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Volume 6 Issue 10, October 2010

Structural and functional diversity are observed throughout biology. This polarizing microscope image of chiral liquid crystal nuclei emerging from an isotropic melt provides a stunning display of how spatial and structural heterogeneity can emerge from seemingly homogenous conditions. In the dark background, there is no order. As nuclei form, the details of the molecular arrangements change depending on phase and from one nucleus to another, with parallel alignments of the molecules creating a twist that can either be suppressed or developed into a periodic stripe pattern. Cover art by Erin Dewalt, based on an original image provided by Bohdan Senyuk and Oleg D. Lavrentovich (Liquid Crystal Institute, Kent State University).

Volume 6 Issue 10

Editorial

  • The search for mechanisms and meaning within structurally and functionally diverse systems requires different expectations and approaches.

    Editorial

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Commentary

  • Biological messiness relates to infidelity, heterogeneity, stochastic noise and variation—both genetic and phenotypic—at all levels, from single proteins to organisms. Messiness comes from the complexity and evolutionary history of biological systems and from the high cost of accuracy. For better or for worse, messiness is inherent to biology. It also provides the raw material for physiological and evolutionary adaptations to new challenges.

    • Dan S Tawfik
    Commentary
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Elements

  • A polymer scientist explores and exploits the heterogeneity of natural biopolymers.

    • Catherine Goodman
    Elements
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Research Highlights

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News & Views

  • Iron-sulfur (Fe-S) clusters are among nature's simplest and most versatile agents of electron transfer. Remarkably, their biological assembly involves an obligatory electron transfer event. It is now revealed that parallel but distinct electron transfer pathways are separately required for compartment-specific Fe-S protein maturation.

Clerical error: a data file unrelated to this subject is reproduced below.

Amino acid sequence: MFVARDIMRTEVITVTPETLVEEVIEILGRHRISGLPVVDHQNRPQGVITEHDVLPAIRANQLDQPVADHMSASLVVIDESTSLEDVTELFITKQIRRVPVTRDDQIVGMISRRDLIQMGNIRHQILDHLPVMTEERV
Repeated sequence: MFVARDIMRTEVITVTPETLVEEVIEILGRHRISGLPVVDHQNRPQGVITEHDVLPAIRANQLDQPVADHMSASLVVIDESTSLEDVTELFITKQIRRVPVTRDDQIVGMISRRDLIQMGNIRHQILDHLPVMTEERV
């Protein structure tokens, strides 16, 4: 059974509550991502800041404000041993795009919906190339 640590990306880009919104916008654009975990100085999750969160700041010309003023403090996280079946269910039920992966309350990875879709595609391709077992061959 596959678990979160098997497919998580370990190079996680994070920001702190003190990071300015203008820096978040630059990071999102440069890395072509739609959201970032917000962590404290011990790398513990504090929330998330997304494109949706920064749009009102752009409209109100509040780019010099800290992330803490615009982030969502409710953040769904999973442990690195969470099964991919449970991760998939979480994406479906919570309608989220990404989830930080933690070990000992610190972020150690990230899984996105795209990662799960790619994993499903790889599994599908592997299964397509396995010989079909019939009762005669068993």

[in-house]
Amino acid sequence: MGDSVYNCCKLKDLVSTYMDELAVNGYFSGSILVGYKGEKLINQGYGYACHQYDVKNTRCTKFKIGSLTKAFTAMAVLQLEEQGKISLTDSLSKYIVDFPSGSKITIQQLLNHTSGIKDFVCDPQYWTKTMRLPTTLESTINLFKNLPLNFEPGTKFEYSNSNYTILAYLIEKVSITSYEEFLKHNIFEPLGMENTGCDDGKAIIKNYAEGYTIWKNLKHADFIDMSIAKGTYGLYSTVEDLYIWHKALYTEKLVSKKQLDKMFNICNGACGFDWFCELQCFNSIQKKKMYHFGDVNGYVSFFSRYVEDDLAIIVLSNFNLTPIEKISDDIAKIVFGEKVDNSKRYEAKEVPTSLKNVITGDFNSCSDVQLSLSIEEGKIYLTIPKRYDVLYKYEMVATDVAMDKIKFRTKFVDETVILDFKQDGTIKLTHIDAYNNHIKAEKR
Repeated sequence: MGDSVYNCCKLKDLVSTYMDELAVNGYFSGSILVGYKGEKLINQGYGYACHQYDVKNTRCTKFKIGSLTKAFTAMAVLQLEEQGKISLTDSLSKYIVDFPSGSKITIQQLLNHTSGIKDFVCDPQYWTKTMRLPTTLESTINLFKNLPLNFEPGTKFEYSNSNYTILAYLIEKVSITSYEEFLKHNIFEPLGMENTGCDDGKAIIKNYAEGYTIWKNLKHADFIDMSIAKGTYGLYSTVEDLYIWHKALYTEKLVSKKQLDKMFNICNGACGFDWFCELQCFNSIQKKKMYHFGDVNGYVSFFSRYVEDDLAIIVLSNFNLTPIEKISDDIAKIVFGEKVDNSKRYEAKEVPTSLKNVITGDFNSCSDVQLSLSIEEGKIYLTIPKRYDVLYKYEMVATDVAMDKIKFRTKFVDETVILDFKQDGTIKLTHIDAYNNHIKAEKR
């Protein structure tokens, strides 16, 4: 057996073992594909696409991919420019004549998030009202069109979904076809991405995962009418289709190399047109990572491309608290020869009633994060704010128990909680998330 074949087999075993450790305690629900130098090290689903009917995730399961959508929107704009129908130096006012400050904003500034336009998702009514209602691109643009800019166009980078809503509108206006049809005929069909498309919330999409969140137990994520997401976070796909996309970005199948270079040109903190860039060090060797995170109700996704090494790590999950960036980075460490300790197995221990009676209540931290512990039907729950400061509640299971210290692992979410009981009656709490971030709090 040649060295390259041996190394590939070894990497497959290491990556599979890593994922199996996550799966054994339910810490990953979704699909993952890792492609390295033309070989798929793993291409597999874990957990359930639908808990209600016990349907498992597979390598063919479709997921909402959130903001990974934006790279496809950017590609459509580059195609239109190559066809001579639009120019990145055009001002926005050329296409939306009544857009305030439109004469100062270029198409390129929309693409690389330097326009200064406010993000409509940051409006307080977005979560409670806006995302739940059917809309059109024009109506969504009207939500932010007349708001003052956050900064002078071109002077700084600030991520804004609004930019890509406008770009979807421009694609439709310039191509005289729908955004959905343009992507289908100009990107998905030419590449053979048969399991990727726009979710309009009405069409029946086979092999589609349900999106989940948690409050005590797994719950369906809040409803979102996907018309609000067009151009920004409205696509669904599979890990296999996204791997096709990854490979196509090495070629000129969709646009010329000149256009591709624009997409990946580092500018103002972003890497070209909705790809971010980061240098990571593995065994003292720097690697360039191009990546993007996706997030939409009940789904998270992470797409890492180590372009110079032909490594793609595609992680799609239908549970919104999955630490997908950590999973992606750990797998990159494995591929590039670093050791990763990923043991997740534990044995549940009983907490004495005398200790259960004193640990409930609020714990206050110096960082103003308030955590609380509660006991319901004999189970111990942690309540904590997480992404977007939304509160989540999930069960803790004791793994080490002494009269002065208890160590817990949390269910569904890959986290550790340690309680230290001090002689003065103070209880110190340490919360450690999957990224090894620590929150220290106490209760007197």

• Patricia C Dos Santos
    • Dennis R Dean
    News & Views
  • Mutually exclusive post-translational modifications of flap endonuclease 1 (FEN1) regulate its binding to proliferating cell nuclear antigen (PCNA) and govern its various modes of DNA interaction during DNA replication and repair.

    • Judith L Campbell
    News & Views
  • Spider dragline silk is an incredibly tough elastomer, but it is also very elastic. Recent work has demonstrated how the mechanical properties of spider silk and other natural elastomers can be mimicked to produce artificial protein-based fibers with great potential for industrial applications.

    • Wolfgang A Linke
    News & Views
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Review Article

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Article

  • Secretion of strigolactone from plant roots mediates mutualistic fungal interactions but also facilitates parasitic plant invasion. A screen in Arabidopsis thaliana has identified compounds that perturb strigolactone levels and link this hormone to light signaling pathways in host plants.

    • Yuichiro Tsuchiya
    • Danielle Vidaurre
    • Peter McCourt
    Article
  • Iron-sulfur clusters are essential components of many proteins and are assembled in a hierarchical pathway. Tah18 is a diflavin reductase that transfers electrons to the [2Fe-2S] cluster of Dre2 in an early step of iron-sulfur cluster biogenesis in the cytoplasm of eukaryotes.

    • Daili J A Netz
    • Martin Stümpfig
    • Roland Lill
    Article
  • Structure-specific flap endonuclease 1 (FEN1) is known to interact with multiple nuclear proteins involved in DNA metabolism. Arginine methylation in FEN1 blocks phosphorylation of a nearby serine and enhances FEN1 binding to PCNA, which serves to channel FEN1 toward DNA replication and repair pathways.

    • Zhigang Guo
    • Li Zheng
    • Binghui Shen
    Article
  • Polymerase exclusion of ribonucleotides during DNA replication is imperfect. New data indicate that DNA polymerase ϵ incorporates into DNA ribonucleotides that are repaired by an RNase H2–dependent process and that defective repair results in replicative stress and genome instability.

    • Stephanie A Nick McElhinny
    • Dinesh Kumar
    • Thomas A Kunkel
    Article
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Corrigendum

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Erratum

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Focus

  • Chemical biologists are asking and answering molecular level questions that expand our awareness and understanding of structural and functional variation. In this issue, we feature profiles, opinions and guides that highlight the complexity of the natural world.

    Focus
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